Male lake char release taurocholic acid as part of a mating pheromone
The evolutionary origins of sexual preferences for chemical signals remain poorly understood, due, in part, to scant information on the molecules involved. In the current study, we identified a male pheromone in lake char (Salvelinus namaycush) to evaluate the hypothesis that it exploits a non-sexual preference for juvenile odour. In anadromous char species, the odour of stream-resident juveniles guides migratory adults into spawning streams. Lake char are also attracted to juvenile odour but have lost the anadromous phenotype and spawn on nearshore reefs, where juvenile odour does not persist long enough to act as a cue for spawning site selection by adults. Previous behavioural data raised the possibility that males release a pheromone that includes components of juvenile odour. Using metabolomics, we found that the most abundant molecule released by males was also released by juveniles but not females. Tandem mass spectrometry and nuclear magnetic resonance were used to identify the molecule as taurocholic acid (TCA), which was previously implicated as a component of juvenile odour. Additional chemical analyses revealed that males release TCA at high rates via their urine during the spawning season. Finally, picomolar concentrations of TCA attracted pre-spawning and spawning females but not males. Taken together, our results indicate that male lake char release TCA as a mating pheromone and support the hypothesis that the pheromone is a partial match of juvenile odour.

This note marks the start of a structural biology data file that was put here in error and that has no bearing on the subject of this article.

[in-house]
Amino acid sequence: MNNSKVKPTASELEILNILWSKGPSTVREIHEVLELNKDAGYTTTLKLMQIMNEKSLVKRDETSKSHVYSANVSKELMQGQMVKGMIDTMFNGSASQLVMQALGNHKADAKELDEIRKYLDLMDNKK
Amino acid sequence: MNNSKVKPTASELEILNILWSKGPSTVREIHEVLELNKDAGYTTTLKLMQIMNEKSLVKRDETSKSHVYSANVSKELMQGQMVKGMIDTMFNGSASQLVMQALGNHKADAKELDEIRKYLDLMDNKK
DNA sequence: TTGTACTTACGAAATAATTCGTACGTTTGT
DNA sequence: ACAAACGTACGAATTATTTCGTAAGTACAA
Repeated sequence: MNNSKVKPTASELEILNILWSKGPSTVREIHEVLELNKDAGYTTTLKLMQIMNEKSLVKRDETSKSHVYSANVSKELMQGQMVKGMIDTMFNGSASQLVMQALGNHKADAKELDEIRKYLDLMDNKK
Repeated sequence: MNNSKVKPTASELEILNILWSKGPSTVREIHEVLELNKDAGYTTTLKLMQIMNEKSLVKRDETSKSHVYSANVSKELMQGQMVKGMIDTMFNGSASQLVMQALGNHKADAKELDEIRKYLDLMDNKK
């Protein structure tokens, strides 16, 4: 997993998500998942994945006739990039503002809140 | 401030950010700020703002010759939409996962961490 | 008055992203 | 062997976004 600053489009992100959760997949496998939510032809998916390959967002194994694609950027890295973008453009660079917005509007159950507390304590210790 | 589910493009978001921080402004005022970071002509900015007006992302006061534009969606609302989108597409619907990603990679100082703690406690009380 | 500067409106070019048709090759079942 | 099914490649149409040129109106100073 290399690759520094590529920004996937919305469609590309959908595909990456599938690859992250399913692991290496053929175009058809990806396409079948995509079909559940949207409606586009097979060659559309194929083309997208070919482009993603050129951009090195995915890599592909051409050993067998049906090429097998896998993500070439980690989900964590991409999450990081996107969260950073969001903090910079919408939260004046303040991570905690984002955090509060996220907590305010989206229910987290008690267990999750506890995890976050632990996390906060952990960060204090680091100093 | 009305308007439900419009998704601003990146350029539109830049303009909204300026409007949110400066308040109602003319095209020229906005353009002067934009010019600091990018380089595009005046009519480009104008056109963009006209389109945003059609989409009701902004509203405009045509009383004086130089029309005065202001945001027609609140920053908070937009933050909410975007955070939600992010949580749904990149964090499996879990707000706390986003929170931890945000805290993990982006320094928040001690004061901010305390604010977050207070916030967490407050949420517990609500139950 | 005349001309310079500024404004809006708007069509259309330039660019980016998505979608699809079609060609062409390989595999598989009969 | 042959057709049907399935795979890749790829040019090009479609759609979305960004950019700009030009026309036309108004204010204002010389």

|Male lake char release taurocholic acid as part of a mating pheromone
|Journal of Experimental Biology
|The Company of Biologists
|Great Lakes Science Center
|jeb246801, 8 p.
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